Mom’s Trip to the Mailbox (Teen)

My mother walking across the yard, back from her trip to the mailbox sometime in the late 1970s.

She is carrying home the Pravda newspaper (her mandatory subscription as a Communist Party member) and a set of keys: for the house, the shed, and the mailbox. She only joined the Party because she had hoped someday to get ahead in her teaching career and be promoted to a school principal – a position reserved to Party members only. She never became more than an English teacher, but still had to pay her monthly Party dues and to maintain her annual subscription to Pravda. Leaving the Communist Party was not an option; doing so would have destroyed her life and she would have never been allowed near a school again. When Yeltsin banned the Communist Party after the failed 1991 coup, I was happy because we were entering a new exciting era. Mom was happy because she would never again have to pay the damned Party dues.

My sister and I grew up in an old one-story house, built sometime in the late 19th century by an upper middle class family and after the revolution confiscated and split into apartments for “the people.” No one knows what happened to the original owners, but the house was divided into four apartments. That, and six other families living in the formerly servants’ quarters made up one “housing complex” surrounded by a wooden fence and sharing one water pump in the middle of the yard, and some hundred feet away a communal wooden outhouse with two holes in the floor, with newspapers hanging from a nail on the inside wall as the only toilet paper available. We did have electricity with some thick ancient wires that were held by wooden pegs running along the walls, covered with knitted cotton cloth and probably installed before the invention of plastic.  There was no inside plumbing and the heating came from a coal-burning stove. We stored the coal in an outside shed, next to the shelves with mom’s pickles and a pile of potatoes in the corner that my dad would bring every fall with his company truck from one of the collective farms where he happened to be managing road construction.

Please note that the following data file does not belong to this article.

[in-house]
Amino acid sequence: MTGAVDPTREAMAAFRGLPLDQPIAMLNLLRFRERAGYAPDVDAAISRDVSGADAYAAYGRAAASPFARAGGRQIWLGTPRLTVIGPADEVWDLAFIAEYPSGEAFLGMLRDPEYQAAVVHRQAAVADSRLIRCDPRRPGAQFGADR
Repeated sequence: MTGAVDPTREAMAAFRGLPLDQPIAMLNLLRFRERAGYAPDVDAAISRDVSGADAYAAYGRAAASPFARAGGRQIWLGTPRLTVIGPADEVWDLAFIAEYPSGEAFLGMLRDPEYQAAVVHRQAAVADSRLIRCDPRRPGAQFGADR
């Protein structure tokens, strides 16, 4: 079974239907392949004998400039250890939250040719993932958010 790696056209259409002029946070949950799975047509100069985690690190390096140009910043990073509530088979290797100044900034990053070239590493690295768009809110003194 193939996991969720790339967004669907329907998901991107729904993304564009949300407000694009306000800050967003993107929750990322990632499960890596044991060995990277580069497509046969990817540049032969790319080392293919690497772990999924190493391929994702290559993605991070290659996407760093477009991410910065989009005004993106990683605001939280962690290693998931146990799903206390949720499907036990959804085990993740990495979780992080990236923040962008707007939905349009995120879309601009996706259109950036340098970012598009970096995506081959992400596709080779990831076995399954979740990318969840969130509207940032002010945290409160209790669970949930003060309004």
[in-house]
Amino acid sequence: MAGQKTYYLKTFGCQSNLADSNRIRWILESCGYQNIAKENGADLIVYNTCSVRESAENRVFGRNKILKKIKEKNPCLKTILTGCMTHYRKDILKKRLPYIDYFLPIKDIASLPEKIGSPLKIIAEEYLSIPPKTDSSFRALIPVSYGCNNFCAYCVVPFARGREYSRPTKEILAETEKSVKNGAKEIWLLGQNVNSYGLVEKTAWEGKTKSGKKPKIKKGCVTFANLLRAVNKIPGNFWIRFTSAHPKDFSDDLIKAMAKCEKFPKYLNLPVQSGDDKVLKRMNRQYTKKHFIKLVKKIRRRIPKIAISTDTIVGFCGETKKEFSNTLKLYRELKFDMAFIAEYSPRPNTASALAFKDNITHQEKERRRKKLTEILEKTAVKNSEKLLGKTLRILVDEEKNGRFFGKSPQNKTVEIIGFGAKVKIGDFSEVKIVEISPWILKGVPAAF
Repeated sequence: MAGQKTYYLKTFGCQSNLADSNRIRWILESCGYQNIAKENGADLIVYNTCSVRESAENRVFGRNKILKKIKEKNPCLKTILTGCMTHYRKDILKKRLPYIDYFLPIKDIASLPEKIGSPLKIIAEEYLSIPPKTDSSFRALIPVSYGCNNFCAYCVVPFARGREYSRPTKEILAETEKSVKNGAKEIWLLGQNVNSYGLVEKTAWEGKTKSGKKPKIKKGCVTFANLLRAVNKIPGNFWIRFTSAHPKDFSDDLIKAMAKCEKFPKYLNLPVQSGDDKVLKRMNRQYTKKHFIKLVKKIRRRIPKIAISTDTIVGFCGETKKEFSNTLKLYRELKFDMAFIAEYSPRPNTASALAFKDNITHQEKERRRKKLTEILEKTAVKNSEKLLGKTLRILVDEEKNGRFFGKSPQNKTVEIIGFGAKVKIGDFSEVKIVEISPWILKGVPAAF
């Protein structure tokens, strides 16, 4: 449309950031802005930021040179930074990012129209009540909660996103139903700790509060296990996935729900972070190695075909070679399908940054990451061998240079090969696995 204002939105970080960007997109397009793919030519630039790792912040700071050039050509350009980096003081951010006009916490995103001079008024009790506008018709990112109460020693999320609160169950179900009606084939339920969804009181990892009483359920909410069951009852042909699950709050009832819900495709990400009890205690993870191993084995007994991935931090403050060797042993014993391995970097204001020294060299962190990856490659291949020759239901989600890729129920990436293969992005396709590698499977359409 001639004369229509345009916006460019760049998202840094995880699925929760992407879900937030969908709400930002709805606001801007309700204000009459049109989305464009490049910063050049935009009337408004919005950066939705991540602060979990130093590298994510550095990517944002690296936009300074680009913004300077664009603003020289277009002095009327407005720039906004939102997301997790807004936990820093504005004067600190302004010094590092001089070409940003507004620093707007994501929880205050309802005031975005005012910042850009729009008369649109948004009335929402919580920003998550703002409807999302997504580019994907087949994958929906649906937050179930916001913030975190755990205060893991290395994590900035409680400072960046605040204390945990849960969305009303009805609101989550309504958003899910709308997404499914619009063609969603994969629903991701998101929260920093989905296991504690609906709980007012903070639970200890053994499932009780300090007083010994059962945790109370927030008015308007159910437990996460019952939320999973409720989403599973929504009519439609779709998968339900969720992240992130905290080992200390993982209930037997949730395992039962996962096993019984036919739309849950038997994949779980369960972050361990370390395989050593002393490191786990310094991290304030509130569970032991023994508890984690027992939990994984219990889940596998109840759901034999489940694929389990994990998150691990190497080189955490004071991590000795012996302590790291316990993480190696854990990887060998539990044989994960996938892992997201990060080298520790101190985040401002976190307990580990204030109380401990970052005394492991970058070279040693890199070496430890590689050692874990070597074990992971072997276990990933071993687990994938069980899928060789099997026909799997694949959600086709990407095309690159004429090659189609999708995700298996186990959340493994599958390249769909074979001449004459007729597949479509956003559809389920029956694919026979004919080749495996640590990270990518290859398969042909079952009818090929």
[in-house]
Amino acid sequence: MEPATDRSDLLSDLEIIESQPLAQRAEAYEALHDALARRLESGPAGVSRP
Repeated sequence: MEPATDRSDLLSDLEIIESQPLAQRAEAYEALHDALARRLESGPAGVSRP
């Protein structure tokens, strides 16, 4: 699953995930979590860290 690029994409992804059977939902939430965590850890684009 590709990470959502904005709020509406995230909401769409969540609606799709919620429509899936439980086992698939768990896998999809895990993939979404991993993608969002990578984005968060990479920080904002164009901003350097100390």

When we were told in school how grateful we must be to our government and to the Communist Party for taking care of our lives and advancing the common good, I couldn’t help thinking that the house we lived in had been built by a private individual a hundred years ago and then confiscated by the same government that hadn’t done any renovations or improvements to it since then. To me it was a metaphor of the entire socialist system. It cannibalized the achievements and the resources of the world it had replaced, and kept them preserved like the canned pickles on the shelves of our shed.

It felt as if the time in our city and the country had stopped. At the same time, I knew from the smuggled magazines and the pirated rock ‘n’ roll tapes that elsewhere in the world life was rapidly moving and developing new music, new fashions, new gadgets, and new ways of thinking. I wanted to be part of that world, as opposed to be preserved like some last year’s cucumber locked in a jar inside a dark, dusty shed, overlooking the piles of coal and potatoes.